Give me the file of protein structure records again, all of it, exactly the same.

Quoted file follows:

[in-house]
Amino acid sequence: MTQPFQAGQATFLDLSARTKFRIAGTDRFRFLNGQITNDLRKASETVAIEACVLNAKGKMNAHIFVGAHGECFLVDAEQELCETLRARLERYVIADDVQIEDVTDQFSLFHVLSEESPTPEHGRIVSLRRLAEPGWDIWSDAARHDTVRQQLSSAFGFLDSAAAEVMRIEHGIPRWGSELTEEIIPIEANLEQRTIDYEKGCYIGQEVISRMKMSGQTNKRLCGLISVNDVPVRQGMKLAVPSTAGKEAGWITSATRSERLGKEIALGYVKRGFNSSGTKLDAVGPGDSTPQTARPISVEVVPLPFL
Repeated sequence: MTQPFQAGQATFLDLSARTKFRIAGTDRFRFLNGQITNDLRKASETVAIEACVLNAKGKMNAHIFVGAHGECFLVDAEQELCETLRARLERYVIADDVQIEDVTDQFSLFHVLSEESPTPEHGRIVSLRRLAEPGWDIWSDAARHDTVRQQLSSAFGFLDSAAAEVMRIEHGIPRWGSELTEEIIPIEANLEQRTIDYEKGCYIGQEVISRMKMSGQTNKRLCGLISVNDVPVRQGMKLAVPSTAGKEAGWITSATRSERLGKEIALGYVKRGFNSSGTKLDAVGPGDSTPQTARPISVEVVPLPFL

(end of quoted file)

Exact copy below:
[in-house]
Amino acid sequence: MTQPFQAGQATFLDLSARTKFRIAGTDRFRFLNGQITNDLRKASETVAIEACVLNAKGKMNAHIFVGAHGECFLVDAEQELCETLRARLERYVIADDVQIEDVTDQFSLFHVLSEESPTPEHGRIVSLRRLAEPGWDIWSDAARHDTVRQQLSSAFGFLDSAAAEVMRIEHGIPRWGSELTEEIIPIEANLEQRTIDYEKGCYIGQEVISRMKMSGQTNKRLCGLISVNDVPVRQGMKLAVPSTAGKEAGWITSATRSERLGKEIALGYVKRGFNSSGTKLDAVGPGDSTPQTARPISVEVVPLPFL
Repeated sequence: MTQPFQAGQATFLDLSARTKFRIAGTDRFRFLNGQITNDLRKASETVAIEACVLNAKGKMNAHIFVGAHGECFLVDAEQELCETLRARLERYVIADDVQIEDVTDQFSLFHVLSEESPTPEHGRIVSLRRLAEPGWDIWSDAARHDTVRQQLSSAFGFLDSAAAEVMRIEHGIPRWGSELTEEIIPIEANLEQRTIDYEKGCYIGQEVISRMKMSGQTNKRLCGLISVNDVPVRQGMKLAVPSTAGKEAGWITSATRSERLGKEIALGYVKRGFNSSGTKLDAVGPGDSTPQTARPISVEVVPLPFL